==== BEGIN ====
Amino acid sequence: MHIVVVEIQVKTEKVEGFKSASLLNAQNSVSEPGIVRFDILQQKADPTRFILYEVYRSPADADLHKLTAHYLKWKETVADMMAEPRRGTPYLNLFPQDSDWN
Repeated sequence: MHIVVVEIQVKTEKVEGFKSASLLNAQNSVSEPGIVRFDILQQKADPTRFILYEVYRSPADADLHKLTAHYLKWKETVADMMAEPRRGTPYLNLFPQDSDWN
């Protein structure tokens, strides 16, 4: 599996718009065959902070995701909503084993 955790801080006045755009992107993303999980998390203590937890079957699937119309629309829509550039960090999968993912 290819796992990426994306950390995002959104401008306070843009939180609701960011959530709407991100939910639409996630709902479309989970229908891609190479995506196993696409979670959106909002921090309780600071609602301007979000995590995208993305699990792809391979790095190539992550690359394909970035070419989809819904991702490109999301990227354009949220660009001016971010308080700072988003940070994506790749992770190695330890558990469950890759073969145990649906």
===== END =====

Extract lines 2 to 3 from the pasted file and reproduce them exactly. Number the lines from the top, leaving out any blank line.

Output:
Repeated sequence: MHIVVVEIQVKTEKVEGFKSASLLNAQNSVSEPGIVRFDILQQKADPTRFILYEVYRSPADADLHKLTAHYLKWKETVADMMAEPRRGTPYLNLFPQDSDWN
């Protein structure tokens, strides 16, 4: 599996718009065959902070995701909503084993 955790801080006045755009992107993303999980998390203590937890079957699937119309629309829509550039960090999968993912 290819796992990426994306950390995002959104401008306070843009939180609701960011959530709407991100939910639409996630709902479309989970229908891609190479995506196993696409979670959106909002921090309780600071609602301007979000995590995208993305699990792809391979790095190539992550690359394909970035070419989809819904991702490109999301990227354009949220660009001016971010308080700072988003940070994506790749992770190695330890558990469950890759073969145990649906």